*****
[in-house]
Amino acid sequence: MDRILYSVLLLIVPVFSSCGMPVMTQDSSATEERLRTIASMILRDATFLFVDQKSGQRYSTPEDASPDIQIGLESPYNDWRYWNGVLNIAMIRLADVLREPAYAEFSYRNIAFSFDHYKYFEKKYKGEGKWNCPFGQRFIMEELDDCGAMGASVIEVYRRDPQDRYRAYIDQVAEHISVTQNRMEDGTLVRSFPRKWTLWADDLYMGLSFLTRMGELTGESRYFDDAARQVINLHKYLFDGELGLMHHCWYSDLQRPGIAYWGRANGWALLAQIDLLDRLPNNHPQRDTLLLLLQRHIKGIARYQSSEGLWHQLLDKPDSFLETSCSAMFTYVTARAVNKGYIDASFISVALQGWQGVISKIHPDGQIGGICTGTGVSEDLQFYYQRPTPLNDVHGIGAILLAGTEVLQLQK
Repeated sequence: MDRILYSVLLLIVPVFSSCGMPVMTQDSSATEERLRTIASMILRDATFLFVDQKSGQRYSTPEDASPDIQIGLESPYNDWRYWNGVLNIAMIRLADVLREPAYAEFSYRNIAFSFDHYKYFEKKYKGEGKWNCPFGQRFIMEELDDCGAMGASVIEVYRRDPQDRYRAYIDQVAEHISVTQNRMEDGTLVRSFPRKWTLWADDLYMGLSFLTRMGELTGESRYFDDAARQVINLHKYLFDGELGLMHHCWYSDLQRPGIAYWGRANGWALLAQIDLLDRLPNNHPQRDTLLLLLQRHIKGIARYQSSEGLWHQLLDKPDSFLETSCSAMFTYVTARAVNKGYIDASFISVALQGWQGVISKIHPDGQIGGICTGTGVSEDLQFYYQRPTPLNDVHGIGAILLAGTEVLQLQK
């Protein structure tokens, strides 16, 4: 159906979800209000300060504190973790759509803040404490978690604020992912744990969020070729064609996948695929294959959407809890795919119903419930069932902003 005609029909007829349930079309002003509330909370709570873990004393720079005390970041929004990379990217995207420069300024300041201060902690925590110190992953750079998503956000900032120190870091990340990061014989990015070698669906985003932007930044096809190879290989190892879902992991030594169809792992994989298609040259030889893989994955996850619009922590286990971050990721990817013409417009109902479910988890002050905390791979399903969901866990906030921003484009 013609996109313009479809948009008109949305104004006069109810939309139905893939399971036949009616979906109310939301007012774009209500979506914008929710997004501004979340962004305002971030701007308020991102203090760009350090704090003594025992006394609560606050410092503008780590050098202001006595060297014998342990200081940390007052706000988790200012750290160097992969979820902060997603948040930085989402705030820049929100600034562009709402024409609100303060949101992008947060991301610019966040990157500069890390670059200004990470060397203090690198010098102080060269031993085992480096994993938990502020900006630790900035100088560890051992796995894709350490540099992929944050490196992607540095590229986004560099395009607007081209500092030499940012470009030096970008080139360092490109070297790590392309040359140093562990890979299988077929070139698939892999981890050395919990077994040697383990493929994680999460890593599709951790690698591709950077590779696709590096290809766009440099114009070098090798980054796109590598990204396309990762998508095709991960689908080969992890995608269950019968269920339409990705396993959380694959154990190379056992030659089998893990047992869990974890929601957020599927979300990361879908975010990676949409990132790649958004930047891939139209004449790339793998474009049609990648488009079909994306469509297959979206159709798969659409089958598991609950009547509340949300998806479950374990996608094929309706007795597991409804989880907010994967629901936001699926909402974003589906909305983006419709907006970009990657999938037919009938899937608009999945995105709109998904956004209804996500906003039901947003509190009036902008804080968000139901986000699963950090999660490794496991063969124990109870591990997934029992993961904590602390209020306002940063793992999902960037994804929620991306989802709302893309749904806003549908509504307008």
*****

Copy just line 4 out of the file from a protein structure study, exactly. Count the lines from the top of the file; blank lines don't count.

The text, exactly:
């Protein structure tokens, strides 16, 4: 159906979800209000300060504190973790759509803040404490978690604020992912744990969020070729064609996948695929294959959407809890795919119903419930069932902003 005609029909007829349930079309002003509330909370709570873990004393720079005390970041929004990379990217995207420069300024300041201060902690925590110190992953750079998503956000900032120190870091990340990061014989990015070698669906985003932007930044096809190879290989190892879902992991030594169809792992994989298609040259030889893989994955996850619009922590286990971050990721990817013409417009109902479910988890002050905390791979399903969901866990906030921003484009 013609996109313009479809948009008109949305104004006069109810939309139905893939399971036949009616979906109310939301007012774009209500979506914008929710997004501004979340962004305002971030701007308020991102203090760009350090704090003594025992006394609560606050410092503008780590050098202001006595060297014998342990200081940390007052706000988790200012750290160097992969979820902060997603948040930085989402705030820049929100600034562009709402024409609100303060949101992008947060991301610019966040990157500069890390670059200004990470060397203090690198010098102080060269031993085992480096994993938990502020900006630790900035100088560890051992796995894709350490540099992929944050490196992607540095590229986004560099395009607007081209500092030499940012470009030096970008080139360092490109070297790590392309040359140093562990890979299988077929070139698939892999981890050395919990077994040697383990493929994680999460890593599709951790690698591709950077590779696709590096290809766009440099114009070098090798980054796109590598990204396309990762998508095709991960689908080969992890995608269950019968269920339409990705396993959380694959154990190379056992030659089998893990047992869990974890929601957020599927979300990361879908975010990676949409990132790649958004930047891939139209004449790339793998474009049609990648488009079909994306469509297959979206159709798969659409089958598991609950009547509340949300998806479950374990996608094929309706007795597991409804989880907010994967629901936001699926909402974003589906909305983006419709907006970009990657999938037919009938899937608009999945995105709109998904956004209804996500906003039901947003509190009036902008804080968000139901986000699963950090999660490794496991063969124990109870591990997934029992993961904590602390209020306002940063793992999902960037994804929620991306989802709302893309749904806003549908509504307008």